I was intrigued to see a campaign launched in Wales to help with treatment of acute low back pain. Or perhaps the word should be management rather than treatment as they don't seem to mention any treatment for folks who have acute low back pain at all. Quite correctly they (and they are "a joint initiative developed in response to Health Challenge Wales") point out that the medicalisation of back pain is a bad thing and therefore "treatment' can be unhelpful in the resolution of the back pain symptoms.
Quite correctly they talk about keeping active, keeping positive and understanding that pain does not equal damage. There is even a section on better breathing. There is some helpful advice for both patients and GPs alike about the likely outcomes and what is useful in terms of diagnosis.
The glaring omission from this worthy initiative is that there is a place for manual therapy and spinal manipulation in the management of acute back pain. People with back pain need advice and some demystification of the problems associated with back pain sure enough but many of them would also benefit from manipulation or acupuncture/dry needling. The only mention of spinal manipulation is in a short piece by Jonathan Pryce, the actor, who says that he seeks the care of a qualified chiropractor when he has pain. Sensible chap.
The NICE guidelines for nonspecific back pain mention keeping active, manual therapy and acupuncture. I would have thought that the website ought at least give a little advice about how to seek help and who from and what to expect.
I hope the good folk of Wales are happy doing breathing exercises when their backs are killing them. I, for one, would rather see my local quack.
I often tell some of my more anxious back pain patients that "backs get better". And for the most part this is perfectly true; of course there are people for whom back pain will be ever present and for these people we can only have the greatest sympathy. Long term pain of any kind is a truly awful thing.
Even so, for many, backs do get better and this little nugget of information is often a complete surprise. Back pain is so incredibly common that should I grab the first 100 adults emerging from my local Tescos, 20 of them would be suffering low back pain at that very moment. How many of them would be sneezing with a common cold? It is estimated that over 60% of us have at least one major episode of back pain at some stage during our lives. If we look at it in the light of all this suffering it is self evident that most back trouble does resolve or the majority would be bent double for most of the time.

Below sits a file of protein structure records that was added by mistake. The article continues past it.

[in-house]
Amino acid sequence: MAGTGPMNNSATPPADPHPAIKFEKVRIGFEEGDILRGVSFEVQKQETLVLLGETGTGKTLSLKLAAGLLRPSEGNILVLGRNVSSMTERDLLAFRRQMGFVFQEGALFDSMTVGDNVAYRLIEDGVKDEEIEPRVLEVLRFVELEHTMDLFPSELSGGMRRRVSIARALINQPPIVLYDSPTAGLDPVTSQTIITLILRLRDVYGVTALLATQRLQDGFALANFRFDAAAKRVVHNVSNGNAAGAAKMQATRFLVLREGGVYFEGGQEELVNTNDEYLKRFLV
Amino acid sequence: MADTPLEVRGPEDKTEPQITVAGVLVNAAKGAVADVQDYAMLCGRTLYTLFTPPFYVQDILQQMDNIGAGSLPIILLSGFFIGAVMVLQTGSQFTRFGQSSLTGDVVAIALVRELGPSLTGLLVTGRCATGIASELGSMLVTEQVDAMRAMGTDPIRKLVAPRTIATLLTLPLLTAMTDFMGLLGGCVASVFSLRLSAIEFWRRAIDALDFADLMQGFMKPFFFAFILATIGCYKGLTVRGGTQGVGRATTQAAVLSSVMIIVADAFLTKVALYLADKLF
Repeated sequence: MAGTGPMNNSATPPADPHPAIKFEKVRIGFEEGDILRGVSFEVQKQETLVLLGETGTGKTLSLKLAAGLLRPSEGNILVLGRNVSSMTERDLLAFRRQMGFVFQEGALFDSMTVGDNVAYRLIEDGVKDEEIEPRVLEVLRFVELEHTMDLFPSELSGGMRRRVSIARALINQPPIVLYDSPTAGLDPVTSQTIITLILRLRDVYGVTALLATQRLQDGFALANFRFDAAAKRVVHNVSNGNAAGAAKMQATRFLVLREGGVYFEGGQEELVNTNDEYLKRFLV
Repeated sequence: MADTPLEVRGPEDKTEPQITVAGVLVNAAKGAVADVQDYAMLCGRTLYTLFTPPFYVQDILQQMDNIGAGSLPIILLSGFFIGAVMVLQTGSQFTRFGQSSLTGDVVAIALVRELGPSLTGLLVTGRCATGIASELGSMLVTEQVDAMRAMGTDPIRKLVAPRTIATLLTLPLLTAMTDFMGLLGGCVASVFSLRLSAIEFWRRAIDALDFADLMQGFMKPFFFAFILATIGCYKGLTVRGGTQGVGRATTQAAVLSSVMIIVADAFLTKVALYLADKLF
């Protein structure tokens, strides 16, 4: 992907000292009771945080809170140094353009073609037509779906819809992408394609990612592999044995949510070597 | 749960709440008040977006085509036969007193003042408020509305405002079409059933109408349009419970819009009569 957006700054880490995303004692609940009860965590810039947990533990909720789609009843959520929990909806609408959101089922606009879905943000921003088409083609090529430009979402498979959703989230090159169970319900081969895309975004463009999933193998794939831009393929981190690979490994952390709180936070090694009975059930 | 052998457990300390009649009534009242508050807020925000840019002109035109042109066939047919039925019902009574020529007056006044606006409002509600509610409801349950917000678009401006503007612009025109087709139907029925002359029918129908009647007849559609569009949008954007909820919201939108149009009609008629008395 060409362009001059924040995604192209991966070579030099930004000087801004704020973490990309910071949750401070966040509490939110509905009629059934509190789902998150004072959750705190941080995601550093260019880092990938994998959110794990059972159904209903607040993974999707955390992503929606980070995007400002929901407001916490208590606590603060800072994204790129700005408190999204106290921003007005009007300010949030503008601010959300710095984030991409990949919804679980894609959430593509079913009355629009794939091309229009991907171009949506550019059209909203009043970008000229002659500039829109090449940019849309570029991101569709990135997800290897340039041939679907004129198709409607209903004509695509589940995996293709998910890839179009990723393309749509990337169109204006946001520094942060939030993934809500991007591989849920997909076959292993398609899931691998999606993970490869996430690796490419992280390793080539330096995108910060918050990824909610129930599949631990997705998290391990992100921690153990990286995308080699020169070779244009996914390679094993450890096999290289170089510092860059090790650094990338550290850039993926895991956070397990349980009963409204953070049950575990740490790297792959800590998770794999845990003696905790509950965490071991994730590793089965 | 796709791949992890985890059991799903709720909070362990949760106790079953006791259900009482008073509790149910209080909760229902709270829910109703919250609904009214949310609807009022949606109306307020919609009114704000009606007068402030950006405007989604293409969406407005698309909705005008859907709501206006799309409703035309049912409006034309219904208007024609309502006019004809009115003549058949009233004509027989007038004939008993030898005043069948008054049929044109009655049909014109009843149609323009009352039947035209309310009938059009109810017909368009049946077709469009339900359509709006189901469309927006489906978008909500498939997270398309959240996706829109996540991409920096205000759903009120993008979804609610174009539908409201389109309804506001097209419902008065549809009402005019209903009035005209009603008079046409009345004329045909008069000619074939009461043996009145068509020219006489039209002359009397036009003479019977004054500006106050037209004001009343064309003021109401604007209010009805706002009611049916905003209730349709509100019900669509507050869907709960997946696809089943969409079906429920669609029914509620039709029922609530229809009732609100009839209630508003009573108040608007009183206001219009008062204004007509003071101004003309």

But perhaps we should be a little more cautious. Patients do not continue to consult their GP, Chiropractor, Physio etc if they feel that the problem has not resolved despite treatment. A study for the BMJ by Croft et al in 1998 about the outcome of GP management for low back pain concluded that,
"The results are consistent with the interpretation that 90% of patients with low back pain in primary care will have stopped consulting with symptoms within three months. However most will still be experiencing low back pain and related disability one year after consultation."
Many appear to just simply put up with the discomfort and alter their lives to accommodate it, disillusioned with the care they have received and not confident to seek any more until perhaps their problems are intractable and they become a self fulfilling prophesy.
Maybe then it is not that backs get better - perhaps it is patients who simply stay away.
Keith Walker is a chiropractor and manual therapist . He provides evidenced based care for his patients in Plymouth, Devon.
www.chiropractorslocally.co.uk- We are listed on Chiropractors locally